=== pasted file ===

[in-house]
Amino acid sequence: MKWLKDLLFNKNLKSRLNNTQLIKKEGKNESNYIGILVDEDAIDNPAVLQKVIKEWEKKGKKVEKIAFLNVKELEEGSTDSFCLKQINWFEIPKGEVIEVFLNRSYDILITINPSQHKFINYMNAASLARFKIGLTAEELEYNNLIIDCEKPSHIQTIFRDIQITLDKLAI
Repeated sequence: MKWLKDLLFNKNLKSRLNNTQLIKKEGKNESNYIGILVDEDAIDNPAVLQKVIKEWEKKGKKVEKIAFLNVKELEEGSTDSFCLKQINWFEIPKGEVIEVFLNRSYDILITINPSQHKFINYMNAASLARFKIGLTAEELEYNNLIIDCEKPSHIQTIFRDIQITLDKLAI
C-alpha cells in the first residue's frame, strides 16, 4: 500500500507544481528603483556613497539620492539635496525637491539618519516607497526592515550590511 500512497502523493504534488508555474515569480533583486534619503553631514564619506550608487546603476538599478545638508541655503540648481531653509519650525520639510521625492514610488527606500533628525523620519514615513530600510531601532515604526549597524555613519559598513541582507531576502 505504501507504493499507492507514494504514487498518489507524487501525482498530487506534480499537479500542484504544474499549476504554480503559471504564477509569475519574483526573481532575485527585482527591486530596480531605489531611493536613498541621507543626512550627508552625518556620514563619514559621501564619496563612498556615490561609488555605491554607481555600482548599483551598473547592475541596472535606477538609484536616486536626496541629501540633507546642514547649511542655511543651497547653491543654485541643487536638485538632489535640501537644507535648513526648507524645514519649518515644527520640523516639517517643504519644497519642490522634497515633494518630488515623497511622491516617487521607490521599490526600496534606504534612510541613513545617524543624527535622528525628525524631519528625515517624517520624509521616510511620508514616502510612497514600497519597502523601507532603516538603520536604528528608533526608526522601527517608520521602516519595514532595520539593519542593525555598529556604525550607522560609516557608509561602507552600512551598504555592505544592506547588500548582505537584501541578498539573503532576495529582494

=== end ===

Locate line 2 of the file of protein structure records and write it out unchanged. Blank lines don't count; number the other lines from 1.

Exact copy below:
Amino acid sequence: MKWLKDLLFNKNLKSRLNNTQLIKKEGKNESNYIGILVDEDAIDNPAVLQKVIKEWEKKGKKVEKIAFLNVKELEEGSTDSFCLKQINWFEIPKGEVIEVFLNRSYDILITINPSQHKFINYMNAASLARFKIGLTAEELEYNNLIIDCEKPSHIQTIFRDIQITLDKLAI